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From: The White House <Publications-Ad...@Pub.Pub.WhiteHouse.Gov>
Subject: 1998-10-12 Statement on Digital Millennium Copyright Act
Date: 1998/10/14
Message-ID: <19981014151928.0.MAIL-SERVER@pub1.pub.whitehouse.gov>#1/1
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Url: http://www.pub.whitehouse.gov/uri-res/I2R?urn:pdi://oma.eop.gov.us/1998/10/14/9.text.1
Organization: Executive Office of The President
Keywords: Economy, Mid-Atlantic-Region, New-York, President, Principal-Statement, 
Technology, Topical-Remarks
Document-ID: pdi://oma.eop.gov.us/1998/10/14/9.text.1
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                            THE WHITE HOUSE

                     Office of the Press Secretary
                         (New York, New York)
________________________________________________________________________
For Immediate Release                                   October 12, 1998


                       STATEMENT BY THE PRESIDENT


     I am pleased that the Congress has passed the Digital Millennium
Copyright Act.  This bill will implement the two new landmark World
Intellectual Property Organization (WIPO) treaties that my
Administration negotiated.  These treaties will provide clear
international standards for intellectual property protection in the
digital environment and protect U.S. copyrighted works, musical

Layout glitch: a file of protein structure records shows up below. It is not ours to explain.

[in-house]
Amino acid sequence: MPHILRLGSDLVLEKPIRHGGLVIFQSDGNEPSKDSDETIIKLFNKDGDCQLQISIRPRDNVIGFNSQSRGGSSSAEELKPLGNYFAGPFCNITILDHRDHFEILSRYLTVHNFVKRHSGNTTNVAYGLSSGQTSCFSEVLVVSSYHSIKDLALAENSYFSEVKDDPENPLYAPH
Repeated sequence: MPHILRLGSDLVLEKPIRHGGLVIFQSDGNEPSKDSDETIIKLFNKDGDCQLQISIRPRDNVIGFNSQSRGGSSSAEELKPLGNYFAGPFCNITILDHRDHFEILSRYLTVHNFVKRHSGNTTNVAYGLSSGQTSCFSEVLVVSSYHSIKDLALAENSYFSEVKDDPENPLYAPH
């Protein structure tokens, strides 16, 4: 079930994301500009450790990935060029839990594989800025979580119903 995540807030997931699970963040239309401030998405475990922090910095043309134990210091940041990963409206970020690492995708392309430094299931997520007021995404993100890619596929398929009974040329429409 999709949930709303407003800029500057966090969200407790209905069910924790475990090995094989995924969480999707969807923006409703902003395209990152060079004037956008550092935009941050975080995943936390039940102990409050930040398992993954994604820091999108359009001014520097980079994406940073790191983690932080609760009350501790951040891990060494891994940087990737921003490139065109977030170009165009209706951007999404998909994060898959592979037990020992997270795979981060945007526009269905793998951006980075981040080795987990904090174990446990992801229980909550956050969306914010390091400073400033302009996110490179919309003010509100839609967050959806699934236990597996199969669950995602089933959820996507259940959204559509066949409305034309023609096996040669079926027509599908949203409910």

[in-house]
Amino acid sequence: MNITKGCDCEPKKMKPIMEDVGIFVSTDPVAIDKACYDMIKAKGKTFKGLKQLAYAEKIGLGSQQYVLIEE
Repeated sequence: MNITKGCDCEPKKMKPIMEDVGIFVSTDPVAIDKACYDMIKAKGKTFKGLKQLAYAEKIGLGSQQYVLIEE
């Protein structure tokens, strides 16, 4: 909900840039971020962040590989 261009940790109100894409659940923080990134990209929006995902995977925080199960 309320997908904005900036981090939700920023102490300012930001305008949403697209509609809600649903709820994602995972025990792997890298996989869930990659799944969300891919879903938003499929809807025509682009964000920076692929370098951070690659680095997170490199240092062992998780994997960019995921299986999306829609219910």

performances and sound recordings from international piracy.

     American copyright-based industries that produce and promote
creative and high-technology products contribute more than $60 billion
annually to the balance of U.S. trade. This bill will extend
intellectual protection into the digital era while preserving fair use
and limiting infringement liability for providers of basic communication
services.   I look forward to signing this legislation into law, and I
urge the Senate to ratify these treaties so that America can continue to
lead the world in the Information Age.

                                 30-30-30

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		       SCO Files Lawsuit Against IBM

March 7, 2003 - The SCO Group filed legal action against IBM in the State 
Court of Utah for trade secrets misappropriation, tortious interference, 
unfair competition and breach of contract. The complaint alleges that IBM 
made concentrated efforts to improperly destroy the economic value of 
UNIX, particularly UNIX on Intel, to benefit IBM's Linux services 
business. See SCO vs IBM.

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